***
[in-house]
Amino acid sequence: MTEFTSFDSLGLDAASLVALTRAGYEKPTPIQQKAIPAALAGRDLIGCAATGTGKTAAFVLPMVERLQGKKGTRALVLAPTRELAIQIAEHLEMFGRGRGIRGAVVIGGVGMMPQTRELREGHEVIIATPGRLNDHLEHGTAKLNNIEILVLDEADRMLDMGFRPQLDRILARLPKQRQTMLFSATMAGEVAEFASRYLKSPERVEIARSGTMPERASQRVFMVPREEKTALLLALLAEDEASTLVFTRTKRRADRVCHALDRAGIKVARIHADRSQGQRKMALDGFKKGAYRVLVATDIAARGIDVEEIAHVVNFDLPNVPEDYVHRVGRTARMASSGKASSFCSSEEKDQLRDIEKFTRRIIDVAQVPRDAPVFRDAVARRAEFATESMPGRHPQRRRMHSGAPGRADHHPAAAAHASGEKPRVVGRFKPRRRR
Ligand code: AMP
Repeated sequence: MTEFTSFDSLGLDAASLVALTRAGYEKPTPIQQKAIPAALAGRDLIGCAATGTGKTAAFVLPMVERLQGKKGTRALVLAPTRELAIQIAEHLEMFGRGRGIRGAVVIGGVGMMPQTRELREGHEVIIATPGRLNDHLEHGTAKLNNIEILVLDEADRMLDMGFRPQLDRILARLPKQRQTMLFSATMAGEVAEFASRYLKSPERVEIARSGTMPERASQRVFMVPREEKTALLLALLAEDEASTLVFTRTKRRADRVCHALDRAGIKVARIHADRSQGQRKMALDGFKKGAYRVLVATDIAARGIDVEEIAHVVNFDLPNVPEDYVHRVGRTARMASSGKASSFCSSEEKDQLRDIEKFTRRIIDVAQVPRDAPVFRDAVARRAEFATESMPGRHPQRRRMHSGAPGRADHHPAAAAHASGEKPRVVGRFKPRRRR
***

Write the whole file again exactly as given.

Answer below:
[in-house]
Amino acid sequence: MTEFTSFDSLGLDAASLVALTRAGYEKPTPIQQKAIPAALAGRDLIGCAATGTGKTAAFVLPMVERLQGKKGTRALVLAPTRELAIQIAEHLEMFGRGRGIRGAVVIGGVGMMPQTRELREGHEVIIATPGRLNDHLEHGTAKLNNIEILVLDEADRMLDMGFRPQLDRILARLPKQRQTMLFSATMAGEVAEFASRYLKSPERVEIARSGTMPERASQRVFMVPREEKTALLLALLAEDEASTLVFTRTKRRADRVCHALDRAGIKVARIHADRSQGQRKMALDGFKKGAYRVLVATDIAARGIDVEEIAHVVNFDLPNVPEDYVHRVGRTARMASSGKASSFCSSEEKDQLRDIEKFTRRIIDVAQVPRDAPVFRDAVARRAEFATESMPGRHPQRRRMHSGAPGRADHHPAAAAHASGEKPRVVGRFKPRRRR
Ligand code: AMP
Repeated sequence: MTEFTSFDSLGLDAASLVALTRAGYEKPTPIQQKAIPAALAGRDLIGCAATGTGKTAAFVLPMVERLQGKKGTRALVLAPTRELAIQIAEHLEMFGRGRGIRGAVVIGGVGMMPQTRELREGHEVIIATPGRLNDHLEHGTAKLNNIEILVLDEADRMLDMGFRPQLDRILARLPKQRQTMLFSATMAGEVAEFASRYLKSPERVEIARSGTMPERASQRVFMVPREEKTALLLALLAEDEASTLVFTRTKRRADRVCHALDRAGIKVARIHADRSQGQRKMALDGFKKGAYRVLVATDIAARGIDVEEIAHVVNFDLPNVPEDYVHRVGRTARMASSGKASSFCSSEEKDQLRDIEKFTRRIIDVAQVPRDAPVFRDAVARRAEFATESMPGRHPQRRRMHSGAPGRADHHPAAAAHASGEKPRVVGRFKPRRRR